FORM on Design: Exploring the Biophilia Hypothesis in Florida

The University of Florida's Clinical Translational Research Building (CTRB), designed by Perkins+Will, takes cues from the biophilia hypothesis, which have created a structure optimally suited for the people who populate it. Image courtesy Perkins+Will.

The University of Florida’s Clinical Translational Research Building (CTRB), designed by Perkins+Will, takes cues from the biophilia hypothesis, which have created a structure optimally suited for the people who populate it. Image courtesy Perkins+Will.

Inspired by principles of the biophilia hypothesis—the inherent human affinity for natural systems and processes—the University of Florida Clinical Translational Research Building (CTRB), fully incorporates the environmental forces of its site, both natural and manmade. Today, the project’s architectural spearhead, Perkins+Will’s design director Pat Bosch, talks with us about the ins and outs of creating the carbon-neutral structure, which provides sustainable healing, working and educational environments for its inhabitants.

Are the ideas behind the biophilia hypothesis particularly suited to green design?
Green design is about sustaining life and healing. Research on biophilic design, particularly in healthcare/clinical facilities shows positive health outcomes by exposing building users to the regenerative and balancing effects of nature. Biophilia plays a crucial role in restorative architecture, which is a core component of green design.

Were the clients very familiar with the biophilia hypothesis, or was it something you educated them about?
The client was very knowledgeable about the biophilia hypothesis and the essence of translational research and its premises. The university supported our mission and vision for the building environment; taking drivers from biophilia and incorporating healthy building practices was seamless.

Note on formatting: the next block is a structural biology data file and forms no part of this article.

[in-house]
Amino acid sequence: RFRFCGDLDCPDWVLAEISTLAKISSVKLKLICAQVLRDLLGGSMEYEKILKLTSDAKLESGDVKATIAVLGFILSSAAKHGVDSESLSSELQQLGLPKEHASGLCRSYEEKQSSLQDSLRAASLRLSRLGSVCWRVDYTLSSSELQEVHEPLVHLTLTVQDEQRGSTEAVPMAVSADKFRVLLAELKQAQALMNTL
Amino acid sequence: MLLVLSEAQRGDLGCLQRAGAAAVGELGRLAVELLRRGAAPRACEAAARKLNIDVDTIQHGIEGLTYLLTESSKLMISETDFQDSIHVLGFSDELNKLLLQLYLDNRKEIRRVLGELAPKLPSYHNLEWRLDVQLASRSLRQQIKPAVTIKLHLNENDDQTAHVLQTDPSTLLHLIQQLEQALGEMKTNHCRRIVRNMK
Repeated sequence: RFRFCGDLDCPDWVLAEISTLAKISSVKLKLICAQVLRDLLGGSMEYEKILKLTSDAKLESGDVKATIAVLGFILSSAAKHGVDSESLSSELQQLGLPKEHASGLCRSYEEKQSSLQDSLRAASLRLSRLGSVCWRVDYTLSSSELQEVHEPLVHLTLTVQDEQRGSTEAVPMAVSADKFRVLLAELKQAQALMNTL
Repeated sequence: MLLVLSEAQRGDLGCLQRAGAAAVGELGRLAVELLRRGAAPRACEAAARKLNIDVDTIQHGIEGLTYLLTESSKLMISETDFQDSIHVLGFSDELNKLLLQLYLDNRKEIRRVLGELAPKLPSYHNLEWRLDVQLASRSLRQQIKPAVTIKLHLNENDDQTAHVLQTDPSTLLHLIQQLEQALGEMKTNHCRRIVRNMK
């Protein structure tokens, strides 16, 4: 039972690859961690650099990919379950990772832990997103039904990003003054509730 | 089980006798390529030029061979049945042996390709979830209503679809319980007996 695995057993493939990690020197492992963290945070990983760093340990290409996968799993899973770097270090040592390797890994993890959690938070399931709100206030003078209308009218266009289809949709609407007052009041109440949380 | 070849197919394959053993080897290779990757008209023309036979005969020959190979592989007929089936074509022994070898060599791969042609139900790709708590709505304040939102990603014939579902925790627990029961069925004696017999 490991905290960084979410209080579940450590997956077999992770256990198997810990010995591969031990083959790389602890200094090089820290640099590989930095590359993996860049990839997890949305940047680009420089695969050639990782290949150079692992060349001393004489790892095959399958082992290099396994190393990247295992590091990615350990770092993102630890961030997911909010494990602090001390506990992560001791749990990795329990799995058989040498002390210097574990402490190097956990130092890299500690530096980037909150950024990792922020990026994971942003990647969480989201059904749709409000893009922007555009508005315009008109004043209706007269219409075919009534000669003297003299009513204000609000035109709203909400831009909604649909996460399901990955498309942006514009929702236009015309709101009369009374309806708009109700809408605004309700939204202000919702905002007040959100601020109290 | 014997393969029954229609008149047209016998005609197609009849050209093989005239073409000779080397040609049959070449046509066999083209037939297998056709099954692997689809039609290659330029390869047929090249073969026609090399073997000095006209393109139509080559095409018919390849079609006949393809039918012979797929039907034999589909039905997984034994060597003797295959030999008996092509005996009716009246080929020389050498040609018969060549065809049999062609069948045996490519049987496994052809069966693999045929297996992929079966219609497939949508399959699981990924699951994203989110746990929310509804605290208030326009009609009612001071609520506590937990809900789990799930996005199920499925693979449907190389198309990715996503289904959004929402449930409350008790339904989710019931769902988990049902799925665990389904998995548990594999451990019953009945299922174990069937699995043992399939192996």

How exactly were the wetlands and woodlands incorporated into the design of the project?
Connection to the natural assets around the site was one of the design drivers of the project. The south wing of the building opens to the Wilmot Garden, bringing the lush landscape scene into the research spaces. The stormwater collection replicates the hydrological cycle, by providing a detention pond that filters, stores and transfers the water that falls on the site to the ground.

What are some of the building’s notable sustainable features?
Underfloor Air Distribution, high-efficiency, dimmable fluorescent lighting coupled with sensors for daylighting harvesting, rainwater and condensate water reuse for flushing toilets and urinals, 44 kW photovoltaic array, reclaimed water for irrigation, high-efficiency plumbing fixtures, reduced PVC (Polyvinyl chloride) used for piping, 100% LED site lighting, and high-performance glazing.

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